- Chinese "finger cuffs" sleeve

- Tangle Jr. (at Amazon)

- Toysmith wooden fidget (at Amazon)

- Wacky Tracks (at Amazon)

- Wikki Stix

- miniature Etch-a-Sketch


items you might have around the house:

- a handful of bendable pipe cleaners ("chenille stems")

- string tied in a loop and make string shapes, like Cat's Cradle, or just fidget it around wrist, up leg, lay out a shape in string on the couch, wind/unwind it… etc.

- long metal jewelry chain you're done with -- like a dog tags necklace (little linked balls), or fine-links that "flow" like water

- geoboard and rubber bands

- a handful of rubber bands or paperclips that you don't want back in the same condition as when you handed them over to your child

Edited by Lori D.
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This is what my kids do....


Jigsaw puzzles



Little people figures/houses.




Play solitaire card games (don't know how they concentrate - but they do...)

Lego (can get noisy)

Eat 😉


Oh... And I'm thinking of instituting ironing as a read aloud activity. It's quiet, and oh so productive. Kid has something to do with hands and I get the ironing done. Win win ðŸ†.

Edited by LindaOz
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In our family, we use thinking putty for concert situations and public lectures. At home, anything such as drawing, brushing a doll's hair, petting one of our pets, jewelry making.... pattern blocks. This thread already has great suggestions, but wanted to add brushing a doll's hair because it works so well for my little ones. Silly putty is very similar to the Thinking Putty too.


The ironing idea made me laugh out loud. Thanks "momee" for sharing such a hilarious idea. I told my 15 year old, and she got a bit quiet... I think she thinks I will really do it :).

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I can't see ages but we finally got magnatiles for Christmas. They didn't get put away until sometime in March and even so are still brought out daily. We had to have a rotation for who got them which days during read aloud. This was primarily for my 6,8,11 and 14 year olds. The two youngest get them int the morning during school. They are being played with now while I'm getting my littlest to sleep. I can hear them clicking. They are great because they don't make a mess like Legos.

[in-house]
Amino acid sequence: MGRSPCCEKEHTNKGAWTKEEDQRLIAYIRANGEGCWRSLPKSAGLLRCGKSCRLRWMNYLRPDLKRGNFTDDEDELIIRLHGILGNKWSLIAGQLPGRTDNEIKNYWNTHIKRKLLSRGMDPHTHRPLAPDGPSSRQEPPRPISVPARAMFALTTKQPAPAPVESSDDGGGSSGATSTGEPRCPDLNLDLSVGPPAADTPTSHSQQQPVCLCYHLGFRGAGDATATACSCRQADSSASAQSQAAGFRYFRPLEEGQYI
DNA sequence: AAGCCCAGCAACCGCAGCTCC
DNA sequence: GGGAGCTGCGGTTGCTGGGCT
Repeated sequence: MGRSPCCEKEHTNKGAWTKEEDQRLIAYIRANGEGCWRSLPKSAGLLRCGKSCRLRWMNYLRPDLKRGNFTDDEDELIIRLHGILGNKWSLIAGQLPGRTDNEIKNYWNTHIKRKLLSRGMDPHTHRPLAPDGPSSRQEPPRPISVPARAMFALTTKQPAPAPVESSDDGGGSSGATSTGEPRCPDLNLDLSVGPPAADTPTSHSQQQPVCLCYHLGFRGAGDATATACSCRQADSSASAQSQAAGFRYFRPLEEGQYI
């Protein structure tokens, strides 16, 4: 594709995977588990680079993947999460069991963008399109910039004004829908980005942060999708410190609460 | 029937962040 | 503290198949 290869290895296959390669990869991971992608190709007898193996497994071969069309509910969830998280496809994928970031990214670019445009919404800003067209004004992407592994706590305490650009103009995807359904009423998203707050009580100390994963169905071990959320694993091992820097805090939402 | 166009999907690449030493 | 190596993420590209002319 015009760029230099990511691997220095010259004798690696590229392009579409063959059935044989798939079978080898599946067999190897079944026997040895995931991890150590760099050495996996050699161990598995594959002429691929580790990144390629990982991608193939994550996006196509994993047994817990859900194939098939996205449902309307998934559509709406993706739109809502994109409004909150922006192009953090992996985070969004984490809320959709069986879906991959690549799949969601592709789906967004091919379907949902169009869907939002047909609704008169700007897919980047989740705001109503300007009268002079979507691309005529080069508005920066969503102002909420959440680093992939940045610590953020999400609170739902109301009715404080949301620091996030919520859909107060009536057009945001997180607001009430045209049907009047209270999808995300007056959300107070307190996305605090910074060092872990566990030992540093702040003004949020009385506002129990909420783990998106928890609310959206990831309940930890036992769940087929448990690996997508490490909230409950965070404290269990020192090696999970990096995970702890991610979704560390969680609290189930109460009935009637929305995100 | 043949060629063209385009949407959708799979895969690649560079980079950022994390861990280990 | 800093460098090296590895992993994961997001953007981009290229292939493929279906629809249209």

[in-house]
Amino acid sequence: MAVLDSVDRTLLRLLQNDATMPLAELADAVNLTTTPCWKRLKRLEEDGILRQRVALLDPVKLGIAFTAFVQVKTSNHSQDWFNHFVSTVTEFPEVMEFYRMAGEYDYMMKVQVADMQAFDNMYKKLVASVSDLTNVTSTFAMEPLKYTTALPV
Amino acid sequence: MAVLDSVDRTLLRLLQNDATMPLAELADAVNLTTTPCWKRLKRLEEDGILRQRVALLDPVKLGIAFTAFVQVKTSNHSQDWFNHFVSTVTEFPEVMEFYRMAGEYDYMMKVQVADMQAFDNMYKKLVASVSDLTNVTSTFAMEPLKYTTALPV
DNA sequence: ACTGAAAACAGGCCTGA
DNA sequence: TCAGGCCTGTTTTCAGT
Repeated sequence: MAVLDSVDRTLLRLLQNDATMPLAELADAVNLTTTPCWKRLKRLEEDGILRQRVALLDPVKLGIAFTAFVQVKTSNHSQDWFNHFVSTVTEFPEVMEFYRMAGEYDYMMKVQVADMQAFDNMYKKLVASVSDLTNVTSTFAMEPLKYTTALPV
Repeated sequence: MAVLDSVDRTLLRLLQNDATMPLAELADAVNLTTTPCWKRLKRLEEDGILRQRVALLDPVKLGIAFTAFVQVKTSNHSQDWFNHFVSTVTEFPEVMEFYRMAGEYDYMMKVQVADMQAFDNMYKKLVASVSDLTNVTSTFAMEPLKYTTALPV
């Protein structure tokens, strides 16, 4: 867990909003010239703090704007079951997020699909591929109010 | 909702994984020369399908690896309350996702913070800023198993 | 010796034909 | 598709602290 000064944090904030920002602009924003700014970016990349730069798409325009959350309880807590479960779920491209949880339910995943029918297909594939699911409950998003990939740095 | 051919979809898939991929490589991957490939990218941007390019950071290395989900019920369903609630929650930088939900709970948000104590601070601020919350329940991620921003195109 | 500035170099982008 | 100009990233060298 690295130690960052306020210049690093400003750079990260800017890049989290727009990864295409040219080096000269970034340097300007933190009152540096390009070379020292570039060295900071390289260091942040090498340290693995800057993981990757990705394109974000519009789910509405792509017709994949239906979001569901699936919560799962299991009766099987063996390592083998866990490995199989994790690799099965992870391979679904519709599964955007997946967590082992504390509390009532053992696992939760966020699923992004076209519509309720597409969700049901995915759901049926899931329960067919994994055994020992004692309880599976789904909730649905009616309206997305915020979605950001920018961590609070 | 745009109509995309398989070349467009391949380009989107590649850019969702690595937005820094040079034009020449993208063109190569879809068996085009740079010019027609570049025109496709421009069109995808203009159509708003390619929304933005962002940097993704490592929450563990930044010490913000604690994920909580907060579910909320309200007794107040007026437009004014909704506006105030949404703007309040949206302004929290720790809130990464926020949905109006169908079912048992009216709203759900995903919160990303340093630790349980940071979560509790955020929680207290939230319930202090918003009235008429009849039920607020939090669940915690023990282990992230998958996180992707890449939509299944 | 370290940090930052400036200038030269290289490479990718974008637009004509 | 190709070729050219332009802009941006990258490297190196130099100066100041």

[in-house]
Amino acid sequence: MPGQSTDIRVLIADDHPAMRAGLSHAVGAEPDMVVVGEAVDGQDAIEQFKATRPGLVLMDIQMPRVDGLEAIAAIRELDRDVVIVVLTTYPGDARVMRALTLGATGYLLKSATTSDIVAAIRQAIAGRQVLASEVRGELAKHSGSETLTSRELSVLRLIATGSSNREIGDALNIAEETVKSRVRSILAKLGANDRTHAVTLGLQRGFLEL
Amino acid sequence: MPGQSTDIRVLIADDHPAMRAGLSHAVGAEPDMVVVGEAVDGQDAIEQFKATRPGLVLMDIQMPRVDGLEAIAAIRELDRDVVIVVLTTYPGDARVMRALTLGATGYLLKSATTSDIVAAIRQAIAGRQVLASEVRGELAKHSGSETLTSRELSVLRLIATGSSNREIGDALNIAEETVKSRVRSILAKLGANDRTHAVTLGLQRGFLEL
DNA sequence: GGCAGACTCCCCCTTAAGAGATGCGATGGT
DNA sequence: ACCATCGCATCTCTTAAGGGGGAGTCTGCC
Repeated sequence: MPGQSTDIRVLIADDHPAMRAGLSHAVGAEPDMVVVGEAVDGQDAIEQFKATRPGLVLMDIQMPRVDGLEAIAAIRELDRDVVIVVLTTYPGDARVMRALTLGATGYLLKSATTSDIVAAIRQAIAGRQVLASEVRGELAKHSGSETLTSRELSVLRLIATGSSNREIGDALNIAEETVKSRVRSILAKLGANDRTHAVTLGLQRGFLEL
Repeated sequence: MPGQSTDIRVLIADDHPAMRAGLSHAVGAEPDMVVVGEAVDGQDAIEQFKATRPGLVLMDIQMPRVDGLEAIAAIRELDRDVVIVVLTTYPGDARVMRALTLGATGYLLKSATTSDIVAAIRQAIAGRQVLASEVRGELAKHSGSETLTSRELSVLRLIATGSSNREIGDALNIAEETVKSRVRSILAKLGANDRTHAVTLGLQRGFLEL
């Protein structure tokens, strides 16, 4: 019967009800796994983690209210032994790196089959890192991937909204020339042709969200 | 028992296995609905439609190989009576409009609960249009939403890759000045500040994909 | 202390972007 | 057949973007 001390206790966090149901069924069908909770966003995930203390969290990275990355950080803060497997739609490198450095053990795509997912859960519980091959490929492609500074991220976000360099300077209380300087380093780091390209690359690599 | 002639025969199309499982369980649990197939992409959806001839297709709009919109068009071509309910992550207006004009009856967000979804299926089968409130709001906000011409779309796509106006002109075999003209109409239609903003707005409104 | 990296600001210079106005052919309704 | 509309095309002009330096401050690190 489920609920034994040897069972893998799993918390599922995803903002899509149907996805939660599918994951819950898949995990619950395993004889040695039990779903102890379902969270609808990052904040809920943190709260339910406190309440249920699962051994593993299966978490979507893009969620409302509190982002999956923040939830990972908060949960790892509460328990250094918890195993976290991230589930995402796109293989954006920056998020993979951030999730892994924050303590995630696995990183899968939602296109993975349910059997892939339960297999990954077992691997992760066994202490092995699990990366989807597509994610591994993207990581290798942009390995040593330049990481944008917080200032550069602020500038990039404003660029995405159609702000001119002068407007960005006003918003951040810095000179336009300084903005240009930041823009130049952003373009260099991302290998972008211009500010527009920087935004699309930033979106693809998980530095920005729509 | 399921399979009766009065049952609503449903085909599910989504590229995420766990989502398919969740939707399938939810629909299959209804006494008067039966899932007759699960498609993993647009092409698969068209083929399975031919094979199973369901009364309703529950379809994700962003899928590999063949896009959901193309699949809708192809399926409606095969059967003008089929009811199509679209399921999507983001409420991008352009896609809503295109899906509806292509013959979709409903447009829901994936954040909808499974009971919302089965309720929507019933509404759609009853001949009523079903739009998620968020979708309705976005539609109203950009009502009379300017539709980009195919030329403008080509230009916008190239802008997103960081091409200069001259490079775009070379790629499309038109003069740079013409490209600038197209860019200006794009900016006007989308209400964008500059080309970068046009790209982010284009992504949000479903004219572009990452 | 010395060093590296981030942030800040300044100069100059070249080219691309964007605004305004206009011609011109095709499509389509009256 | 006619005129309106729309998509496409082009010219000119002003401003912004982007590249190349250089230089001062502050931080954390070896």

ETA: I came out and discovered it was my 17 year old nephew. 😊

Edited by busymama7
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My girls like to crochet, knit, embroider, braid, or make friendship or bead bracelets at times during read alouds. But I don't always allow this. It depends on the day, my general mood, how much clanking I want to read over top of, how tired my voice already is, how important I think it is that they learn to listen while not doing something else, and how distracting I think they will be (or have been recently) while I'm reading. I do not like to feel as though I'm reading to myself! That said, if they can quietly crochet or whatever, without being annoying or spacing out too much, there are times when I let them work away. They do have crafting goals, don't you know? They have to keep up with ten granny squares a week, or some such target (I have no idea where these come from). At other times, I think they need to learn to handle a read aloud without keeping their hands busy. So they don't always get to do handiwork during reads.


One thing that used to help here (when they were little) was that I would read a bit (10-15 minutes) and then say, "Switch!" They all had to rotate to the left. So the person on the loveseat came to the sofa to sit on my right, the person on my right moved to my left, and the person on my left moved to the loveseat. I could get a good 45-60 minutes in this way, and they each had "two turns" to sit next to me. But now, alas, they are older, and they don't want to switch! They get so situated and comfortable -- with blankets and stuffed animals and water bottles and Chapstick and crochet hooks -- that it would take half an hour for them all just to move to the left. Also, they don't seem to feel the same need to be  up against my body. So if I said "switch" now, they would say, "Oh, do we have to?"


Perhaps a factor that helps them enjoy read alouds now is my exceptional reading aloud prowess, complete with multiple voices, dialects and accents, perfect rhythm, astonishing grasp of the author's use of humor, occasional pauses to explain arcane vocabulary, and dramatic sound effects. Seriously, I could win awards for my reading aloud, it is that amazing! :D My children applaud and cheer when I read a chapter, and burst into tears when each book is done. :D